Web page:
Mitigating drug diversion: Safeguard patients, providers, and healthcare organizations by implementing best practices

Best practices for combating drug diversion are based on protecting both inpatient and outpatient settings with an emphasis on using electronic prescriptions for controlled substances (EPCS) and prescription drug monitoring programs (PDMPs).

“The people who are doing these diversions in the hospital are our friends, our colleagues. It’s our diligence, it’s our duty to watch for this and help them get out of it as quickly as possible.”

- Jason Potts, from the Imprivata webinar, Best practices for combating drug diversion.

Over the last few years, drug diversion rates have continued to rise, and despite the rate of substance use disorders significantly rising during the COVID-19 pandemic, it was shown that many healthcare organizations reduced budgets and support for measures combating this issue.

Like the cybersecurity world, drug diversion is always evolving. As programs are put in place, diverters look for new ways to get around them. The problem is also multifaceted: drug diversion was historically thought of as an outpatient problem, and regulations were put in place to help combat that; however, recently, we’ve started to see that healthcare workers are the new diverters, which means focus should expand to encompass all ways controlled substances are currently being misused.

The state of outpatient drug diversion

As drug diversion continues to rise, more effective measures are needed to combat it. In the outpatient space, a great amount of effort has been directed towards using regulations to prevent drug diversion, both on the state and federal level.

Implementing the Electronic Prescriptions for Controlled Substances (EPCS) and the Prescription Drug Monitoring Program (PDMP) has helped make significant progress in drug misuse on the outpatient side. These have both gained momentum in the last five to seven years due to state and federal legislation. New York was the first state to mandate using EPCS and PDMP in 2016 with the I-STOP law, which requires all providers to check the PDMP before prescribing medications, and requires all medications to be prescribed electronically. This created a domino effect, with other states enacting similar legislation for EPCS and PDMP. More than 30 states have an EPCS requirement today.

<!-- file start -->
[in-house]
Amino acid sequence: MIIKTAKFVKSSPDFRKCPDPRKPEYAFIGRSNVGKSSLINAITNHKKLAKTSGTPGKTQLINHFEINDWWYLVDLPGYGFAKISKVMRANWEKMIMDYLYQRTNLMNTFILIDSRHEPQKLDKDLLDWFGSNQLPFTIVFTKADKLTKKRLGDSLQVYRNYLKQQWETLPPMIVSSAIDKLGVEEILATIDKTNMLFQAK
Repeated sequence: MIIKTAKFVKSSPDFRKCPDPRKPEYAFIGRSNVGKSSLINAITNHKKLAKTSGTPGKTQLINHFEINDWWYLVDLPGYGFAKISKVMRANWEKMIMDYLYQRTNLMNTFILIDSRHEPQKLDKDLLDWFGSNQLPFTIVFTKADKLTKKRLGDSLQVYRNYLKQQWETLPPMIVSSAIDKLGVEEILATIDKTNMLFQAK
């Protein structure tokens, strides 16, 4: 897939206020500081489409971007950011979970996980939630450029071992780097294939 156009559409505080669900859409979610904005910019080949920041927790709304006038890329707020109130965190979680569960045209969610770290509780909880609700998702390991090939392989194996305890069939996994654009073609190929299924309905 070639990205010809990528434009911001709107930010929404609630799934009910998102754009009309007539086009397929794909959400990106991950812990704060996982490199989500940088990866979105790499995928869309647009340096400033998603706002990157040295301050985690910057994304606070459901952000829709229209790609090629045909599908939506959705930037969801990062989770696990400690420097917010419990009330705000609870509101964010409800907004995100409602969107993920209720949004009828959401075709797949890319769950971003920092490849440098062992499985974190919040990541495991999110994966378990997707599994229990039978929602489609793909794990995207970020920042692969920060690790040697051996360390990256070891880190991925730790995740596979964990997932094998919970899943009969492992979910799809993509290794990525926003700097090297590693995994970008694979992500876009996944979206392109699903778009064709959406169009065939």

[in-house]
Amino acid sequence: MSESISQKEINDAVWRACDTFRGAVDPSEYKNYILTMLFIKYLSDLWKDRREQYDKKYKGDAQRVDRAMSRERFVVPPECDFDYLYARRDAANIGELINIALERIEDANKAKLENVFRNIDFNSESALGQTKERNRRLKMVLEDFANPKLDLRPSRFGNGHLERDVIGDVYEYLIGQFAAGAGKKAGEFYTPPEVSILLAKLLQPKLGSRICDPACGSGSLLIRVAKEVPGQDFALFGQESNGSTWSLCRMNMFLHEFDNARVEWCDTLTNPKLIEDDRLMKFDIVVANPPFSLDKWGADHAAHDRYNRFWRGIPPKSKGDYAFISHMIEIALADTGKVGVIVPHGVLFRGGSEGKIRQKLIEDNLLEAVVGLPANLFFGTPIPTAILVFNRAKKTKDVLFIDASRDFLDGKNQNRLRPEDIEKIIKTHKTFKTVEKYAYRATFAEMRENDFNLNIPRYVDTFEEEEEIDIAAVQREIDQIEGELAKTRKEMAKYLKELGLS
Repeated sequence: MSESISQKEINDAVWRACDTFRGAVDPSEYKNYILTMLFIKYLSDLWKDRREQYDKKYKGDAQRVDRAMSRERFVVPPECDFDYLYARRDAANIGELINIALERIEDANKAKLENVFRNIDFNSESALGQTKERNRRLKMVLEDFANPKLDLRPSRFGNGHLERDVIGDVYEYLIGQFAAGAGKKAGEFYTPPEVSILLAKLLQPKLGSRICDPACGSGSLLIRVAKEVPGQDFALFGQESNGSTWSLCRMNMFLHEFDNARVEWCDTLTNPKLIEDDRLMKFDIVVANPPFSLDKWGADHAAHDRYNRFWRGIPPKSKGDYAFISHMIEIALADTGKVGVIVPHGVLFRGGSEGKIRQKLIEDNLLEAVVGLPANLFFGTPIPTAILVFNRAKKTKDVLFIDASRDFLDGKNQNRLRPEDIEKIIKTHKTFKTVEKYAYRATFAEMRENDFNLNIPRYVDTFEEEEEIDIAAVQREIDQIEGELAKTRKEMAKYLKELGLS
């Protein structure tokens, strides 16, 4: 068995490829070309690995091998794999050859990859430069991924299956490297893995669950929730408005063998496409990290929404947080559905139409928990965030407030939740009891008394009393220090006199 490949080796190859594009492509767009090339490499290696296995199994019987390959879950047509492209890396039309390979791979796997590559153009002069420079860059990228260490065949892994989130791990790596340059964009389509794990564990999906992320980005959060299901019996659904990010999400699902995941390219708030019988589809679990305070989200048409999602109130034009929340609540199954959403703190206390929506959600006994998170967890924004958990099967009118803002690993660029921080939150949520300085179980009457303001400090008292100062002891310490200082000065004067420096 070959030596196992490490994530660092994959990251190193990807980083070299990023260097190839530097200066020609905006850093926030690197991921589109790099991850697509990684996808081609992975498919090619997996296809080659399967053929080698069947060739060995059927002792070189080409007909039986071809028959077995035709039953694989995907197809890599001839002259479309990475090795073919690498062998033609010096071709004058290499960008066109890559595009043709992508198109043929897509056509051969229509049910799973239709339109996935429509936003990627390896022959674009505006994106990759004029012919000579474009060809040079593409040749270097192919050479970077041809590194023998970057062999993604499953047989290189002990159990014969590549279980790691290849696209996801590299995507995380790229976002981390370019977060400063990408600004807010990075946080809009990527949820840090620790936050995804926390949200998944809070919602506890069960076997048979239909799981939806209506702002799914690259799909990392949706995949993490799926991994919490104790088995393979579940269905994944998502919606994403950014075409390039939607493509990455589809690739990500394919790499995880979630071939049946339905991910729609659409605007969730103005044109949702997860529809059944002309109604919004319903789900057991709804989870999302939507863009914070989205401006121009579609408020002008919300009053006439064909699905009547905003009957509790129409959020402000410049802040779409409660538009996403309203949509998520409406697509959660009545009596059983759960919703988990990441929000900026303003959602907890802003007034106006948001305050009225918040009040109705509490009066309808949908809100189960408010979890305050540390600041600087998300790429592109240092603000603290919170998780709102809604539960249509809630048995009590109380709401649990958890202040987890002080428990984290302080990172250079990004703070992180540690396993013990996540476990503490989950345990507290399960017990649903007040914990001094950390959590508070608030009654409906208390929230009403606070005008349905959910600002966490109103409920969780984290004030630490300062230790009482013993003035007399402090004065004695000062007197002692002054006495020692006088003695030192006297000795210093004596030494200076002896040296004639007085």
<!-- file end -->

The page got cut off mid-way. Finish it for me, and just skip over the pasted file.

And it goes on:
On a federal level, The Support Act will soon come out, introducing initiatives to address the opioid epidemic, such as requiring all controlled substances prescribed to patients through Medicare Part D to be prescribed electronically.

These regulations have proven effective for combating drug diversion on an outpatient level. The Office of the National Coordinator for Health Information Technology (ONC) recently released a brief that found 71% of physicians used EPCS in 2021, with 78% of physicians indicating they checked their state’s PDMP before prescribing controlled substances to a patient for the first time.